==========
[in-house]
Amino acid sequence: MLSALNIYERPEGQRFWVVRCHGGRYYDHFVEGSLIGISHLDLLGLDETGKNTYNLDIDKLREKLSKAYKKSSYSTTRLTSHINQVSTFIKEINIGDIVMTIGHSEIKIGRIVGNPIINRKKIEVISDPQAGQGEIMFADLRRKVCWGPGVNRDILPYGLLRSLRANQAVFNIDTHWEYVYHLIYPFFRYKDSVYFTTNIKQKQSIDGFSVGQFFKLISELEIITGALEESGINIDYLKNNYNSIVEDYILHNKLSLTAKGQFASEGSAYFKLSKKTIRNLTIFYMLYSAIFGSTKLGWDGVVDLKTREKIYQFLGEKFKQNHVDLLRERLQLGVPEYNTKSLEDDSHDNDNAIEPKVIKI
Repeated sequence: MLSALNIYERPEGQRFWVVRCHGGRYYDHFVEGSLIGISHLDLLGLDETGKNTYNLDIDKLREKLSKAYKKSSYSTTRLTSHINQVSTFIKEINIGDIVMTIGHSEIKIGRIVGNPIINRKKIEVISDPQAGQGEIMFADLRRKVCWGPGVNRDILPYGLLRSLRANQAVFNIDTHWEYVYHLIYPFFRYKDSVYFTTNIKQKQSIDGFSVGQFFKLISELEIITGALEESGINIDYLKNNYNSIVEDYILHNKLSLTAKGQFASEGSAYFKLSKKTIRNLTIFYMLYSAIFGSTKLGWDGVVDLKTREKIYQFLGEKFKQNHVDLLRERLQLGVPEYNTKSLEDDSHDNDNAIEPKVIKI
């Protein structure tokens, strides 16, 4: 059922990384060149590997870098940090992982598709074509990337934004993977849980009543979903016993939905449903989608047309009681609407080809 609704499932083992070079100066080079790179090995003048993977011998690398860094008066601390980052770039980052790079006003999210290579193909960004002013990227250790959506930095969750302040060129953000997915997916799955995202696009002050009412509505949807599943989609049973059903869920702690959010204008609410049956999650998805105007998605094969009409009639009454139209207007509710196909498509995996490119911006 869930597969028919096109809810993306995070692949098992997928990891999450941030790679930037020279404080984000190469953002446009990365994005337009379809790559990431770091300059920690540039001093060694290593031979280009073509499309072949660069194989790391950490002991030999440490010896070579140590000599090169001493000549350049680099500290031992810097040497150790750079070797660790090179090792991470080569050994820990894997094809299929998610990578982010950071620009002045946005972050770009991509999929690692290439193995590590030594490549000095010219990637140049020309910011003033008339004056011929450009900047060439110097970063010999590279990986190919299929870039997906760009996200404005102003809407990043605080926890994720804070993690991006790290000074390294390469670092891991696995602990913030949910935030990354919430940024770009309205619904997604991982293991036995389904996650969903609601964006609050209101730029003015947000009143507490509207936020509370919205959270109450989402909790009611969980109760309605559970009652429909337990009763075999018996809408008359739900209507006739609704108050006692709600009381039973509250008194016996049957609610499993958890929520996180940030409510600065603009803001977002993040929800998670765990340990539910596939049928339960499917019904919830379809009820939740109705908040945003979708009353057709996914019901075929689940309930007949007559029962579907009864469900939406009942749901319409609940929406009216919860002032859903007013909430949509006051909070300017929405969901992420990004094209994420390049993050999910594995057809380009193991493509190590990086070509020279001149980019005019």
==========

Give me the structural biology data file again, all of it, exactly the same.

[in-house]
Amino acid sequence: MLSALNIYERPEGQRFWVVRCHGGRYYDHFVEGSLIGISHLDLLGLDETGKNTYNLDIDKLREKLSKAYKKSSYSTTRLTSHINQVSTFIKEINIGDIVMTIGHSEIKIGRIVGNPIINRKKIEVISDPQAGQGEIMFADLRRKVCWGPGVNRDILPYGLLRSLRANQAVFNIDTHWEYVYHLIYPFFRYKDSVYFTTNIKQKQSIDGFSVGQFFKLISELEIITGALEESGINIDYLKNNYNSIVEDYILHNKLSLTAKGQFASEGSAYFKLSKKTIRNLTIFYMLYSAIFGSTKLGWDGVVDLKTREKIYQFLGEKFKQNHVDLLRERLQLGVPEYNTKSLEDDSHDNDNAIEPKVIKI
Repeated sequence: MLSALNIYERPEGQRFWVVRCHGGRYYDHFVEGSLIGISHLDLLGLDETGKNTYNLDIDKLREKLSKAYKKSSYSTTRLTSHINQVSTFIKEINIGDIVMTIGHSEIKIGRIVGNPIINRKKIEVISDPQAGQGEIMFADLRRKVCWGPGVNRDILPYGLLRSLRANQAVFNIDTHWEYVYHLIYPFFRYKDSVYFTTNIKQKQSIDGFSVGQFFKLISELEIITGALEESGINIDYLKNNYNSIVEDYILHNKLSLTAKGQFASEGSAYFKLSKKTIRNLTIFYMLYSAIFGSTKLGWDGVVDLKTREKIYQFLGEKFKQNHVDLLRERLQLGVPEYNTKSLEDDSHDNDNAIEPKVIKI
């Protein structure tokens, strides 16, 4: 059922990384060149590997870098940090992982598709074509990337934004993977849980009543979903016993939905449903989608047309009681609407080809 609704499932083992070079100066080079790179090995003048993977011998690398860094008066601390980052770039980052790079006003999210290579193909960004002013990227250790959506930095969750302040060129953000997915997916799955995202696009002050009412509505949807599943989609049973059903869920702690959010204008609410049956999650998805105007998605094969009409009639009454139209207007509710196909498509995996490119911006 869930597969028919096109809810993306995070692949098992997928990891999450941030790679930037020279404080984000190469953002446009990365994005337009379809790559990431770091300059920690540039001093060694290593031979280009073509499309072949660069194989790391950490002991030999440490010896070579140590000599090169001493000549350049680099500290031992810097040497150790750079070797660790090179090792991470080569050994820990894997094809299929998610990578982010950071620009002045946005972050770009991509999929690692290439193995590590030594490549000095010219990637140049020309910011003033008339004056011929450009900047060439110097970063010999590279990986190919299929870039997906760009996200404005102003809407990043605080926890994720804070993690991006790290000074390294390469670092891991696995602990913030949910935030990354919430940024770009309205619904997604991982293991036995389904996650969903609601964006609050209101730029003015947000009143507490509207936020509370919205959270109450989402909790009611969980109760309605559970009652429909337990009763075999018996809408008359739900209507006739609704108050006692709600009381039973509250008194016996049957609610499993958890929520996180940030409510600065603009803001977002993040929800998670765990340990539910596939049928339960499917019904919830379809009820939740109705908040945003979708009353057709996914019901075929689940309930007949007559029962579907009864469900939406009942749901319409609940929406009216919860002032859903007013909430949509006051909070300017929405969901992420990004094209994420390049993050999910594995057809380009193991493509190590990086070509020279001149980019005019």